Same Breed, Different Mills with Deborah Robson

About Same Breed, Different Mills with Deborah Robson

Whether you want to send some wool to be processed at a mill or are simply purchasing fiber that someone else is offering for sale, understanding how wool goes through mechanical systems can increase your appreciation for sheep, shepherds, and services. This is an unusual opportunity to experience fiber from the same flock as processed by four or five different mills. The variations can be dramatic. With wool from a small flock of sheep with wool on the fine side of medium, we’ll spin samples from mostly roving, and possibly a bit of top, washed and processed in an array of different facilities. We may also have samples of clean fleece for hand preparation, as a comparison.
What you won’t learn:
Which mill is best. Some of the mills are still in operation, while others aren’t. The types of equipment and the questions to be asked and the calibration of your expectations are, however, transferrable.
What you will learn:
How DRAMATIC the differences can be!
That each mill has specific capacities and types of processing it does best.
When you can’t spin the yarn you want from the roving you bought, the limiting factor likely isn’t you.
It costs a shepherd the same amount to have wool processed at a mill that does an “okay” job as it does to have the wool processed at one that does a superb job. So even not-best-processed wool can have its place in our spinning worlds, and buying it (eyes open) can help support a shepherd and a flock.
How to evaluate roving and some things to do if it’s “not quite right.”
About the currently volatile situation with small-scale wool processing in the U.S. Mills are closing; mills are also opening. It’s good to have an understanding of the big picture in order to navigate the options knowledgeably.

Please Note: Deb Robson requests that students wear masks during their class time with her due to some personal health concerns she has.

Materials, Equipment, and Supplies the Student Must Bring to Class

Spinning wheel or spindle
Fiber-prep tools of choice (combs, carders, flicker, or any other OR dog-grooming combs or slickers; I will have some of these to share as well)
The ability to wind a small center-pull ball and ply from it (or skill at Andean plying—which I can teach on site—or a lazy kate and extra bobbins)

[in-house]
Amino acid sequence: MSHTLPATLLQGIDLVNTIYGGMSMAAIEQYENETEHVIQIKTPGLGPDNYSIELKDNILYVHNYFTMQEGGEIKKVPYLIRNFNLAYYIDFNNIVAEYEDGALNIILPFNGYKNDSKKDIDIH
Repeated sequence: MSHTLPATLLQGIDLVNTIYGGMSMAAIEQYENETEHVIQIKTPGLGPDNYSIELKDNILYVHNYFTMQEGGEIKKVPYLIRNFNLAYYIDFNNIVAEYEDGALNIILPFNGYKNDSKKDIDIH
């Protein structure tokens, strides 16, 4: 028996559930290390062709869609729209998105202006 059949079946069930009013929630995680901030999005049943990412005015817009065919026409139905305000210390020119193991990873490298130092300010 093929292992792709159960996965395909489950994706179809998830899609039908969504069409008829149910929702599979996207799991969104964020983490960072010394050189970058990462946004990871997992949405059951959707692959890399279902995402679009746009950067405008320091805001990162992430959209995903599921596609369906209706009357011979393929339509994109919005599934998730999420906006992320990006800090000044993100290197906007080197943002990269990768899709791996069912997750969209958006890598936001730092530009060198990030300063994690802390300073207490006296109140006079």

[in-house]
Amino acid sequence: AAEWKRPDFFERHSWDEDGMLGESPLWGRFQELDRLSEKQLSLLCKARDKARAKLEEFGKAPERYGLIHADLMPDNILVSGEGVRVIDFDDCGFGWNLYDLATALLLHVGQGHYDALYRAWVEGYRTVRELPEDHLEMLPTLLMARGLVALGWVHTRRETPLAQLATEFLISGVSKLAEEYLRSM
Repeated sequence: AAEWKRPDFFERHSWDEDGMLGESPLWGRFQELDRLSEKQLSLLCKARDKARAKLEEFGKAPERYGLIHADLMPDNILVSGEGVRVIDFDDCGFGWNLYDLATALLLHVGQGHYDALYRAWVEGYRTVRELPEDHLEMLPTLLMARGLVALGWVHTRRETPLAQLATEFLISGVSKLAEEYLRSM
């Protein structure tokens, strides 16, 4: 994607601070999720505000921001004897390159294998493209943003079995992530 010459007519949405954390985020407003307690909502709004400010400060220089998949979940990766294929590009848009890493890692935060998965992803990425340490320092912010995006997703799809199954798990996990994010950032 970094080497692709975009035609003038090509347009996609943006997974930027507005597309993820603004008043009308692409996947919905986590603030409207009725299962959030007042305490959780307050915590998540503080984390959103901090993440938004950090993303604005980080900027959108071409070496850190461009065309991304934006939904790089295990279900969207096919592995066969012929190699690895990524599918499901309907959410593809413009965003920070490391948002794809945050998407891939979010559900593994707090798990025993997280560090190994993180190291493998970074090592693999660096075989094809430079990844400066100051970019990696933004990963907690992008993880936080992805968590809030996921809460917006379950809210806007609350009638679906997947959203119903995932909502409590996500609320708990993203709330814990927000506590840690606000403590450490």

Notepad and pen or pencil
Optional: Sampling tools as convenient, like knitting needles, crochet hooks, or Weave-It or similar extra-simple loom (some people have time to sample in class; others do not)
Optional: Tape and/or hole-punch, for keeping track of fiber samples and yarns (I will have some of each for sharing).

Materials Fee (to be paid directly to the instructor) and Kit Description

$55 - includes enough fiber for class and then some further experimentation at home—approximately 6 samples (about 150g), full-color printed handouts, sturdy record cards.



Skill Level

Suitable for (almost) all—Advanced beginner spinner, able to independently spin singles and make a two-ply yarn; experience in preparing fibers for spinning is useful but by no means essential. My classes can start people out in fiber prep.

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The class will meet on Friday, May 3, from 9am-12pm and 1pm-4pm, for a total of 6 hours of instruction.

Class Location

Howard County Arts Council – Classroom 9

9:00 AM - 4:00 PM EDT
Same Breed, Different Mills with Deborah Robson
Deb Robson

How It Works

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Deb Robson

    Deborah Robson is a fiber generalist who specializes in spinning, knitting, and weaving, although she experiments with all aspects of textiles. She is the fiber author of The Fleece and Fiber Sourcebook and of The Field Guide to Fleece, in collaboration with livestock expert Carol Ekarius. For fourteen years she worked at Interweave Press, editing both books and Spin-Off magazine. She has a DVD set now available from Long Thread Media and a class on wool types available to premium members at, has done several guest appearances on KDTV, and is writing focused fiber-topic monographs.

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About Lessonface, PBC

Lessonface's mission is to help students achieve their goals while treating teachers equitably. Since 2012, we've hosted more than 30,000 students and 2,000 teachers for over 500,000 music, language, and arts lessons and classes online. We are thrilled to be facilitating the online registration for the in person Fiber Arts Seminars for the Maryland Sheep and Wool Festival.

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